At a height of 1,834 metres, Kehlsteinhaus is a historical lookout high above Berchtesgaden, offering a stunning panoramic view.
Kehlsteinhaus was completed in 1938. Among other purposes, it was intended for the entertainment of official guests during the dictatorship, which is why it was also referred to as the “Teehaus” (tea room). In fact, Adolf Hitler himself rarely visited the Kehlsteinhaus: it is thought that the journey to get there was considered too long and too risky.
The Kehlsteinhaus – today a mountain restaurant – has been retained in its original form as a historical monument from the Third Reich, and is among the most popular destinations for trips in Germany. Its location permits a unique view from the terrace, over the Berchtesgaden alpine landscape and the area around Salzburg.
However, it is important to regard it not simply as a lookout point and beauty spot, but also as an admonishment and reminder of the atrocities of the inhuman National Socialist regime.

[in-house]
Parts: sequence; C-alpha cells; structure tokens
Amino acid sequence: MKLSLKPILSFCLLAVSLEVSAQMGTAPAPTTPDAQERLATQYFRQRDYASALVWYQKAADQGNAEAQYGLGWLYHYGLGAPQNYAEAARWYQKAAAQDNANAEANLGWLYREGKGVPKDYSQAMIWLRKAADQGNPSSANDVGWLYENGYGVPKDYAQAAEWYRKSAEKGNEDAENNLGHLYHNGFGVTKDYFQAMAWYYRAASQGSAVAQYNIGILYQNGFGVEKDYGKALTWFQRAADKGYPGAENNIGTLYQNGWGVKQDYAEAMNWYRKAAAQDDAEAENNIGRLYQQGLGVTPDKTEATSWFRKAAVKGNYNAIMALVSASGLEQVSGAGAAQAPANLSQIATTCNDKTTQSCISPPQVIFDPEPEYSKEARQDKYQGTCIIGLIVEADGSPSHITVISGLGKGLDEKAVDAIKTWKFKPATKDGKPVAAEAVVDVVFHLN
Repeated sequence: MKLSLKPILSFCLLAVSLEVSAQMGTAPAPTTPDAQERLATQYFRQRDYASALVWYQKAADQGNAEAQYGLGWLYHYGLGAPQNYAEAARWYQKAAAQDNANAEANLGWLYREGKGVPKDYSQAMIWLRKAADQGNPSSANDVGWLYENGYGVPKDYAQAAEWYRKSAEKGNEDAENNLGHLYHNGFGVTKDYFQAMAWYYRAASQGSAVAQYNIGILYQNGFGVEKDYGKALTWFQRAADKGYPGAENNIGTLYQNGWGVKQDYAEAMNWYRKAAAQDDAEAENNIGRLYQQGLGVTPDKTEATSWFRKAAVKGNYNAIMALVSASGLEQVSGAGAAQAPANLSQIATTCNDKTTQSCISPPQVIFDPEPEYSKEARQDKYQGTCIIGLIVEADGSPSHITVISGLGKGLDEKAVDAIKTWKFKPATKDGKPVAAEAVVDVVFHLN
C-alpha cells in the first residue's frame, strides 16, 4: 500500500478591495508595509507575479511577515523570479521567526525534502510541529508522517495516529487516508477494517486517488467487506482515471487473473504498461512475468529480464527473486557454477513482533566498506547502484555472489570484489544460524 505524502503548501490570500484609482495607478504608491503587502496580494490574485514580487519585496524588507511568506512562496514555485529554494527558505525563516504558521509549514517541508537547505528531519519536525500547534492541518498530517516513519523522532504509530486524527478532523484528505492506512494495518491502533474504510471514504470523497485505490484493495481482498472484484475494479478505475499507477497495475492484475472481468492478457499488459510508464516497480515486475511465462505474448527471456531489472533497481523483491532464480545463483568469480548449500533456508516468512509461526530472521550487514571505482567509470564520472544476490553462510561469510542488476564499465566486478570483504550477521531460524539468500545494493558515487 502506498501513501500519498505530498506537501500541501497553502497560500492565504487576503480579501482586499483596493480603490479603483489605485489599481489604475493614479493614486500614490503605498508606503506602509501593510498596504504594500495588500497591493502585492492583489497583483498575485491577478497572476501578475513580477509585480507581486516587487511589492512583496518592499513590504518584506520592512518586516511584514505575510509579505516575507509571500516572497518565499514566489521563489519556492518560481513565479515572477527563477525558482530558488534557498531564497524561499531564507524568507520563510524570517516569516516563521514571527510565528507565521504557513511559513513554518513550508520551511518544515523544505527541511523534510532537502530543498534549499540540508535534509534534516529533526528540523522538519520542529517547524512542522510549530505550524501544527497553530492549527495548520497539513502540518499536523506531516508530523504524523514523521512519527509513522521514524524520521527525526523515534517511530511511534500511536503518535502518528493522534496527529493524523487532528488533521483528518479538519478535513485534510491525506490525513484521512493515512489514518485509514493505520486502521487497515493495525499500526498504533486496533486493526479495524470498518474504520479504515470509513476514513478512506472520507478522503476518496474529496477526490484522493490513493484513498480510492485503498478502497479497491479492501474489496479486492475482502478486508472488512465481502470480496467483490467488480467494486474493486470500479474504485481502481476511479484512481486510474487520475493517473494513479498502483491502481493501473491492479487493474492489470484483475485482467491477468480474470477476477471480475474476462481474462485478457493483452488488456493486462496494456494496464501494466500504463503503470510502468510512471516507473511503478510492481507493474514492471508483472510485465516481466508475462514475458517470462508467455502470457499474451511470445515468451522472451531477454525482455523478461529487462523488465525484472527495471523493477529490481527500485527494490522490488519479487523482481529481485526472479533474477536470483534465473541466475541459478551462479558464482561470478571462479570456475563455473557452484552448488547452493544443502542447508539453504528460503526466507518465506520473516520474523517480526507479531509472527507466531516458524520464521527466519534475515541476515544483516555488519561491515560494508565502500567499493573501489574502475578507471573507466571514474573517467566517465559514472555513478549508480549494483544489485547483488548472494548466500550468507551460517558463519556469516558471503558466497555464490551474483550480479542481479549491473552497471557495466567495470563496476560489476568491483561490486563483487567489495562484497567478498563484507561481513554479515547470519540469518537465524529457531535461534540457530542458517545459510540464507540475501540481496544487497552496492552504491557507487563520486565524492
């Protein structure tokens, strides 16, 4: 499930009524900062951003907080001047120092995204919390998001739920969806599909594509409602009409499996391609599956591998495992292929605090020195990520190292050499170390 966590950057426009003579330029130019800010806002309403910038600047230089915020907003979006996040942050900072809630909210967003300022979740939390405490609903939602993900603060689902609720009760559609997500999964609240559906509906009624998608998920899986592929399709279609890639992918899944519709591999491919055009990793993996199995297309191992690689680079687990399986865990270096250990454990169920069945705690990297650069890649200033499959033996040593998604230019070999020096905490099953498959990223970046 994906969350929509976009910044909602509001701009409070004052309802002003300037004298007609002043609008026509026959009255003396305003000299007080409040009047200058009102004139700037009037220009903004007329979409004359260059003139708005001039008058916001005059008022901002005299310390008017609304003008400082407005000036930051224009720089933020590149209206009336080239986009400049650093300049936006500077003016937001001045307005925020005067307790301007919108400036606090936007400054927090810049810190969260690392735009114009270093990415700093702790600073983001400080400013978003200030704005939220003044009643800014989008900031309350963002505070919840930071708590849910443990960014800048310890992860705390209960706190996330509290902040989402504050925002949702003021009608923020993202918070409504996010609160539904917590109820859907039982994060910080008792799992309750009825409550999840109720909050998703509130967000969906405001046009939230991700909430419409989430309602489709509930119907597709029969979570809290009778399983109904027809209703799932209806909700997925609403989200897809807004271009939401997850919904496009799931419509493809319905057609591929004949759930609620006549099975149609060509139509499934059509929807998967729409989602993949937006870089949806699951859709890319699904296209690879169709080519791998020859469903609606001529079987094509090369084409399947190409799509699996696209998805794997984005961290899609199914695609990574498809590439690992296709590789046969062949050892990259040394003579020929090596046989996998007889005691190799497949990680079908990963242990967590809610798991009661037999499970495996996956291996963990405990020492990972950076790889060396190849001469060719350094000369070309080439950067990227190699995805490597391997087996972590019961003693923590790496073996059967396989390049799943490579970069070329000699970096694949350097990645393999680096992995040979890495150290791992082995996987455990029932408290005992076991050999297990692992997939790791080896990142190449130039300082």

Kehlsteinstraße, which leads to the Eagle’s Nest – as the Allies referred to the property after the Second World War – is inaccessible to private traffic. Buses take visitors to the viewing platform, and a 124-metre-long tunnel leads from there to a brass-lined lift in which guests travel 124 metres up into the Kehlsteinhaus.
All the information on opening times, guides, and how to travel up to the Kehlsteinhaus is available at www.kehlsteinhaus.de
Tip: Anyone planning a day trip to the state of Berchtesgaden should rise early, as the trip from Munich takes around two hours.